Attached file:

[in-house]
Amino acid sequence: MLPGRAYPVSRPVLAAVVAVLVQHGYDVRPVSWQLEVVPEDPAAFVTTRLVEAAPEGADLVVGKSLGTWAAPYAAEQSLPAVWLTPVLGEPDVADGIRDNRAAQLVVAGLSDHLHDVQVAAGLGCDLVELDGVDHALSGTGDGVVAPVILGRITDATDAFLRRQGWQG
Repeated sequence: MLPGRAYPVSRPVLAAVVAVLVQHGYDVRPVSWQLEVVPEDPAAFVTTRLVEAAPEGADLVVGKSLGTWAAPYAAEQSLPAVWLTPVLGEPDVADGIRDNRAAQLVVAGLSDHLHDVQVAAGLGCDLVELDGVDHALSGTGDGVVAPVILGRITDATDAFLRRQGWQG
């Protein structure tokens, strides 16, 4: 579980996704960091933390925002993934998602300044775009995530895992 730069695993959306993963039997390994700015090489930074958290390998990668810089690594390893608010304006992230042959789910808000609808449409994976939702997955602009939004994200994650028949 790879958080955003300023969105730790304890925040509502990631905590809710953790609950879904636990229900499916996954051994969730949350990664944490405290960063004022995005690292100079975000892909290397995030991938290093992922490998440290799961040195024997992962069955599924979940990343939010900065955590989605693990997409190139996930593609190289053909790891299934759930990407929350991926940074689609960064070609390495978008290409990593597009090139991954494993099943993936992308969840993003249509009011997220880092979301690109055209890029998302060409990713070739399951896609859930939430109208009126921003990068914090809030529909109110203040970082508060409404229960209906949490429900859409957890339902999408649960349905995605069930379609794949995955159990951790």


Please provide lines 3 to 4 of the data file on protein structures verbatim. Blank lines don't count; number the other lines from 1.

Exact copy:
Repeated sequence: MLPGRAYPVSRPVLAAVVAVLVQHGYDVRPVSWQLEVVPEDPAAFVTTRLVEAAPEGADLVVGKSLGTWAAPYAAEQSLPAVWLTPVLGEPDVADGIRDNRAAQLVVAGLSDHLHDVQVAAGLGCDLVELDGVDHALSGTGDGVVAPVILGRITDATDAFLRRQGWQG
């Protein structure tokens, strides 16, 4: 579980996704960091933390925002993934998602300044775009995530895992 730069695993959306993963039997390994700015090489930074958290390998990668810089690594390893608010304006992230042959789910808000609808449409994976939702997955602009939004994200994650028949 790879958080955003300023969105730790304890925040509502990631905590809710953790609950879904636990229900499916996954051994969730949350990664944490405290960063004022995005690292100079975000892909290397995030991938290093992922490998440290799961040195024997992962069955599924979940990343939010900065955590989605693990997409190139996930593609190289053909790891299934759930990407929350991926940074689609960064070609390495978008290409990593597009090139991954494993099943993936992308969840993003249509009011997220880092979301690109055209890029998302060409990713070739399951896609859930939430109208009126921003990068914090809030529909109110203040970082508060409404229960209906949490429900859409957890339902999408649960349905995605069930379609794949995955159990951790």